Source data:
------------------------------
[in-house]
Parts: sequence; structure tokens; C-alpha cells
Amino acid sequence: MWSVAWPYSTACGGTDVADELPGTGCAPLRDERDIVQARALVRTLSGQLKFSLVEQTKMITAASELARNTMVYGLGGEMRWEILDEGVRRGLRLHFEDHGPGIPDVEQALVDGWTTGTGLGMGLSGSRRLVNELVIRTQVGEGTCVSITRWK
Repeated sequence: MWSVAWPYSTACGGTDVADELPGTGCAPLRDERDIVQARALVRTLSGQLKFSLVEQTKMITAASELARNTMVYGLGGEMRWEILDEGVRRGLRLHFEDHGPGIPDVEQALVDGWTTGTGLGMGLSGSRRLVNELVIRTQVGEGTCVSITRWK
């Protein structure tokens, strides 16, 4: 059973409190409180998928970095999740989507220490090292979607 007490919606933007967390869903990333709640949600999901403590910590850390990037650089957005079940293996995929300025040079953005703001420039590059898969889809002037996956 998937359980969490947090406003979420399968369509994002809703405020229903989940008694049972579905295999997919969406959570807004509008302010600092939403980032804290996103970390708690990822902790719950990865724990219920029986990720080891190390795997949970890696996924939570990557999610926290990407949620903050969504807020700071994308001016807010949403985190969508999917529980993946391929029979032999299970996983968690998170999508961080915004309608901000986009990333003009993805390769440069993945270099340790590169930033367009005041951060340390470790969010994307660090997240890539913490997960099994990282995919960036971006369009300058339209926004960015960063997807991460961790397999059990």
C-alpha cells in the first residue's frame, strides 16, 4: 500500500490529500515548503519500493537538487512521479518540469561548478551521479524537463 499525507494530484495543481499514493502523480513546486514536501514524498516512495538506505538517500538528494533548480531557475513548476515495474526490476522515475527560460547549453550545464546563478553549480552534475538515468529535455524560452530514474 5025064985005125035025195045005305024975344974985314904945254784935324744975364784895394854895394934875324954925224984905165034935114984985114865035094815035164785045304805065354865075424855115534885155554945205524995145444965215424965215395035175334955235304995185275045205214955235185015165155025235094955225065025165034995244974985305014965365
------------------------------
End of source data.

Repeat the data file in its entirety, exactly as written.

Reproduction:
[in-house]
Parts: sequence; structure tokens; C-alpha cells
Amino acid sequence: MWSVAWPYSTACGGTDVADELPGTGCAPLRDERDIVQARALVRTLSGQLKFSLVEQTKMITAASELARNTMVYGLGGEMRWEILDEGVRRGLRLHFEDHGPGIPDVEQALVDGWTTGTGLGMGLSGSRRLVNELVIRTQVGEGTCVSITRWK
Repeated sequence: MWSVAWPYSTACGGTDVADELPGTGCAPLRDERDIVQARALVRTLSGQLKFSLVEQTKMITAASELARNTMVYGLGGEMRWEILDEGVRRGLRLHFEDHGPGIPDVEQALVDGWTTGTGLGMGLSGSRRLVNELVIRTQVGEGTCVSITRWK
């Protein structure tokens, strides 16, 4: 059973409190409180998928970095999740989507220490090292979607 007490919606933007967390869903990333709640949600999901403590910590850390990037650089957005079940293996995929300025040079953005703001420039590059898969889809002037996956 998937359980969490947090406003979420399968369509994002809703405020229903989940008694049972579905295999997919969406959570807004509008302010600092939403980032804290996103970390708690990822902790719950990865724990219920029986990720080891190390795997949970890696996924939570990557999610926290990407949620903050969504807020700071994308001016807010949403985190969508999917529980993946391929029979032999299970996983968690998170999508961080915004309608901000986009990333003009993805390769440069993945270099340790590169930033367009005041951060340390470790969010994307660090997240890539913490997960099994990282995919960036971006369009300058339209926004960015960063997807991460961790397999059990």
C-alpha cells in the first residue's frame, strides 16, 4: 500500500490529500515548503519500493537538487512521479518540469561548478551521479524537463 499525507494530484495543481499514493502523480513546486514536501514524498516512495538506505538517500538528494533548480531557475513548476515495474526490476522515475527560460547549453550545464546563478553549480552534475538515468529535455524560452530514474 5025064985005125035025195045005305024975344974985314904945254784935324744975364784895394854895394934875324954925224984905165034935114984985114865035094815035164785045304805065354865075424855115534885155554945205524995145444965215424965215395035175334955235304995185275045205214955235185015165155025235094955225065025165034995244974985305014965365